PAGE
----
1. Ongoing – Throughout the vendor risk management lifecycle, assessing and mitigating risks associated with vendor engagement is essential.
    • Re-assessments: Depending on your vendor’s level of risk, you should re-assess risk periodically. Regular performance reviews, meetings, and reporting should be conducted to ensure the vendor meets expectations.
    • Performance and relationship management: This crucial step ensures that your vendor’s quality and risk level is acceptable throughout the relationship. Regular performance reviews, meetings, and reporting are conducted to ensure the vendor meets expectations. To maintain a positive vendor relationship, you should address concerns or issues promptly and foster collaboration. Feedback sessions and relationship-building activities can help strengthen the vendor relationship.
    • Due diligence: This is where you’d collect and validate vendor information based on their risk level. You would need to assess and implement controls to mitigate the vendor’s risk.
    • Contract renewal: You should review the contract well before the renewal period to make time for potential negotiations. Contract renewals involve re-evaluating vendor performance, negotiating terms for the next contract period, and making any necessary amendments.
  2. Offboarding – There may come a time when the vendor relationship needs to end. There should always be a termination process in place for any vendor.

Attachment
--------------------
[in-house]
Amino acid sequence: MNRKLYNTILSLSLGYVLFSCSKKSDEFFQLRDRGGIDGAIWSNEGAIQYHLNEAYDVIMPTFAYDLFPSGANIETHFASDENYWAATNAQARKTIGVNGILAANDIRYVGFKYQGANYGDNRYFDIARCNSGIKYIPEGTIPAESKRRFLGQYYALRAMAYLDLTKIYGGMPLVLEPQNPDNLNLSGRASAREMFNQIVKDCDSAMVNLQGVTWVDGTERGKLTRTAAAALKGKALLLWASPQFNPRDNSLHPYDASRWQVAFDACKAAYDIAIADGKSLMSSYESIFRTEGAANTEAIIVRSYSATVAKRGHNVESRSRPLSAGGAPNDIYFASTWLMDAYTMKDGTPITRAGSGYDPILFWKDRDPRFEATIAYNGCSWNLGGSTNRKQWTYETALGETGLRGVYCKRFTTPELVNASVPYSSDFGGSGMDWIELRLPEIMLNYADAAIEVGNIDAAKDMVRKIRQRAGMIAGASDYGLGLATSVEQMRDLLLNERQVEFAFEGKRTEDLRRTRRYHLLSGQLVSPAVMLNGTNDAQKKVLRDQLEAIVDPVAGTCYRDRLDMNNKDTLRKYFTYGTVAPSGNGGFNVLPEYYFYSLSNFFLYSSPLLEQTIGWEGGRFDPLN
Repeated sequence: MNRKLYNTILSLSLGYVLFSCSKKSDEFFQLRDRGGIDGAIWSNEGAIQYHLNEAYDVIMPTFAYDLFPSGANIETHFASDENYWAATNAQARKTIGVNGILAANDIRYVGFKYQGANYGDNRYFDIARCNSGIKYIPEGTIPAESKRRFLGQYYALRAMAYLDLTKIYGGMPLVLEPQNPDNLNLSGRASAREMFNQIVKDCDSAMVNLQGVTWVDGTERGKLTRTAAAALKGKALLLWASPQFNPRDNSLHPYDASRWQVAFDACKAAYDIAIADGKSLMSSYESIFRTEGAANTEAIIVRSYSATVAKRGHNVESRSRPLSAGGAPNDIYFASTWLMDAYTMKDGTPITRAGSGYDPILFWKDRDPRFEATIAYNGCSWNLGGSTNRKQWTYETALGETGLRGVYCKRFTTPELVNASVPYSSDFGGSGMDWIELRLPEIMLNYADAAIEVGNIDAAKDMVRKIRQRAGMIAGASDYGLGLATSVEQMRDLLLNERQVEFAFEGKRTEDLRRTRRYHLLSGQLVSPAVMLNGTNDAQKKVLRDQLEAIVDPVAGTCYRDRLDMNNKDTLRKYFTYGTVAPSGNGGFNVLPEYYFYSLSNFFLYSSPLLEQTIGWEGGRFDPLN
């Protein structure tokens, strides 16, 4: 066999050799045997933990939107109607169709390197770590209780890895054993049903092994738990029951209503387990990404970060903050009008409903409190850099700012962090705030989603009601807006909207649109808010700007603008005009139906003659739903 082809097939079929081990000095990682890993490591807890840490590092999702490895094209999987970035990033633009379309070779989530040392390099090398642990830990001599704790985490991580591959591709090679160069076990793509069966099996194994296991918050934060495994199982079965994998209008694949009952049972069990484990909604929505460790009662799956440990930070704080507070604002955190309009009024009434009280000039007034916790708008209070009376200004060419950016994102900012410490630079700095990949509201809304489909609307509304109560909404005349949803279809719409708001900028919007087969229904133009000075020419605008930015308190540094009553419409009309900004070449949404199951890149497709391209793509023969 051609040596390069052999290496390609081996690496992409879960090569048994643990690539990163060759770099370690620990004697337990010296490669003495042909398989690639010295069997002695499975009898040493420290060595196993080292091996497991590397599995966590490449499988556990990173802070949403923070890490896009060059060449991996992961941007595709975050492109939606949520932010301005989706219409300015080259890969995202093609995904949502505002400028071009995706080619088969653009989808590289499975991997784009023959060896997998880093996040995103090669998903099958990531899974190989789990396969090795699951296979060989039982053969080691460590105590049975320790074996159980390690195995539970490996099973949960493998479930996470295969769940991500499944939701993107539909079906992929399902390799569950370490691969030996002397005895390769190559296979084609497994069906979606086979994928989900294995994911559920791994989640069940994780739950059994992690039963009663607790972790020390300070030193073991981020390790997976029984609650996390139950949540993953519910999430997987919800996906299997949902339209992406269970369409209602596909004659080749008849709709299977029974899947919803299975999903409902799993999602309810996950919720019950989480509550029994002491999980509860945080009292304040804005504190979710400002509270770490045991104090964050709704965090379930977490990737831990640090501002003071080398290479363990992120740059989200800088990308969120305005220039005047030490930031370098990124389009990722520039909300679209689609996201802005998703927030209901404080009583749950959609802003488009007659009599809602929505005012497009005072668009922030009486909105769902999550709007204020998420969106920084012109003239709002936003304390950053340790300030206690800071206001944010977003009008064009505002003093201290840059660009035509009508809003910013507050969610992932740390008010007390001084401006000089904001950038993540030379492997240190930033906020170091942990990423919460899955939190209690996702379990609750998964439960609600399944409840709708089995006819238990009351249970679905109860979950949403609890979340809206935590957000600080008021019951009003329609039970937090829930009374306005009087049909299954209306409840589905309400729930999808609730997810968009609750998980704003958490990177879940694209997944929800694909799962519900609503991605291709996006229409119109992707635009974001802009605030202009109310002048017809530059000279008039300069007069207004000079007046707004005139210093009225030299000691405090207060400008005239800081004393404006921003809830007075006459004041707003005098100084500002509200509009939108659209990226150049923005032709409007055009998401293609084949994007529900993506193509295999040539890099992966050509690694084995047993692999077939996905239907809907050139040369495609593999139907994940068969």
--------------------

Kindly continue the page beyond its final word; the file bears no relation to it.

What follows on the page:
• Contract termination: This is where you’d notify the vendor that the contract won’t be renewed after it expires.
    • Exit plan execution: Follow the exit plan set in the contract to ensure the vendor returns or disposes of your insurance company’s data. You would also need to revoke the vendor’s system and facility access. 
    • TPRM closure: After completing the exit plan, there may be a few final steps to close the relationship, like reviewing and paying final invoices. 

By following these steps, insurance companies can effectively manage their vendors, mitigate risks, and maintain a productive and beneficial relationship throughout the lifecycle.

Insurance companies need to adopt a proactive approach in managing third-party vendors’ risks. A comprehensive vendor risk management framework is crucial to successfully address risks. By implementing effective vendor risk management practices, insurance companies can enhance their resilience and secure long-term success.